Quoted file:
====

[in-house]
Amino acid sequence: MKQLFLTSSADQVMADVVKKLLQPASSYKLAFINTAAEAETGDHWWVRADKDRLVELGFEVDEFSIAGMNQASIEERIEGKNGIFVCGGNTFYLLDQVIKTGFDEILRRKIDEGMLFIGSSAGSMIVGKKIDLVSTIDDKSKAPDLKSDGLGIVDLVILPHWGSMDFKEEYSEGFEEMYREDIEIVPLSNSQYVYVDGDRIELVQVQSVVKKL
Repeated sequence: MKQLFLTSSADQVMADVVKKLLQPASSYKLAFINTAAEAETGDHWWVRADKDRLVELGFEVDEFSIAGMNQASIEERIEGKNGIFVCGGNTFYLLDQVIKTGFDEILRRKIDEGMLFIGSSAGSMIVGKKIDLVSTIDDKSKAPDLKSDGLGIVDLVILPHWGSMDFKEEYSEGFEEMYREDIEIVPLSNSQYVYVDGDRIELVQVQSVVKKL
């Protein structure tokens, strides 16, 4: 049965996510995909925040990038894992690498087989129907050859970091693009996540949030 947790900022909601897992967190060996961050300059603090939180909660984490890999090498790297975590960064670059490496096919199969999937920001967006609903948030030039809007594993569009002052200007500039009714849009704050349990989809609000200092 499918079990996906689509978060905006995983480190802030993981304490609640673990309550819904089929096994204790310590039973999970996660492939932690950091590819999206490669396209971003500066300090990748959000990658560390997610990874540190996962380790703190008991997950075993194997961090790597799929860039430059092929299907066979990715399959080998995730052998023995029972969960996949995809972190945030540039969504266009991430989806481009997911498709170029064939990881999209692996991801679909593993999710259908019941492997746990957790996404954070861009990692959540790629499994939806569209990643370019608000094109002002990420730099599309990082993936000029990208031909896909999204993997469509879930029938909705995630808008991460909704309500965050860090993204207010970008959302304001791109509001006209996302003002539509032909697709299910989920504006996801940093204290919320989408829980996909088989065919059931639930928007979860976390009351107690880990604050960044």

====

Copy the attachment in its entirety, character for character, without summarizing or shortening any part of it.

[in-house]
Amino acid sequence: MKQLFLTSSADQVMADVVKKLLQPASSYKLAFINTAAEAETGDHWWVRADKDRLVELGFEVDEFSIAGMNQASIEERIEGKNGIFVCGGNTFYLLDQVIKTGFDEILRRKIDEGMLFIGSSAGSMIVGKKIDLVSTIDDKSKAPDLKSDGLGIVDLVILPHWGSMDFKEEYSEGFEEMYREDIEIVPLSNSQYVYVDGDRIELVQVQSVVKKL
Repeated sequence: MKQLFLTSSADQVMADVVKKLLQPASSYKLAFINTAAEAETGDHWWVRADKDRLVELGFEVDEFSIAGMNQASIEERIEGKNGIFVCGGNTFYLLDQVIKTGFDEILRRKIDEGMLFIGSSAGSMIVGKKIDLVSTIDDKSKAPDLKSDGLGIVDLVILPHWGSMDFKEEYSEGFEEMYREDIEIVPLSNSQYVYVDGDRIELVQVQSVVKKL
């Protein structure tokens, strides 16, 4: 049965996510995909925040990038894992690498087989129907050859970091693009996540949030 947790900022909601897992967190060996961050300059603090939180909660984490890999090498790297975590960064670059490496096919199969999937920001967006609903948030030039809007594993569009002052200007500039009714849009704050349990989809609000200092 499918079990996906689509978060905006995983480190802030993981304490609640673990309550819904089929096994204790310590039973999970996660492939932690950091590819999206490669396209971003500066300090990748959000990658560390997610990874540190996962380790703190008991997950075993194997961090790597799929860039430059092929299907066979990715399959080998995730052998023995029972969960996949995809972190945030540039969504266009991430989806481009997911498709170029064939990881999209692996991801679909593993999710259908019941492997746990957790996404954070861009990692959540790629499994939806569209990643370019608000094109002002990420730099599309990082993936000029990208031909896909999204993997469509879930029938909705995630808008991460909704309500965050860090993204207010970008959302304001791109509001006209996302003002539509032909697709299910989920504006996801940093204290919320989408829980996909088989065919059931639930928007979860976390009351107690880990604050960044």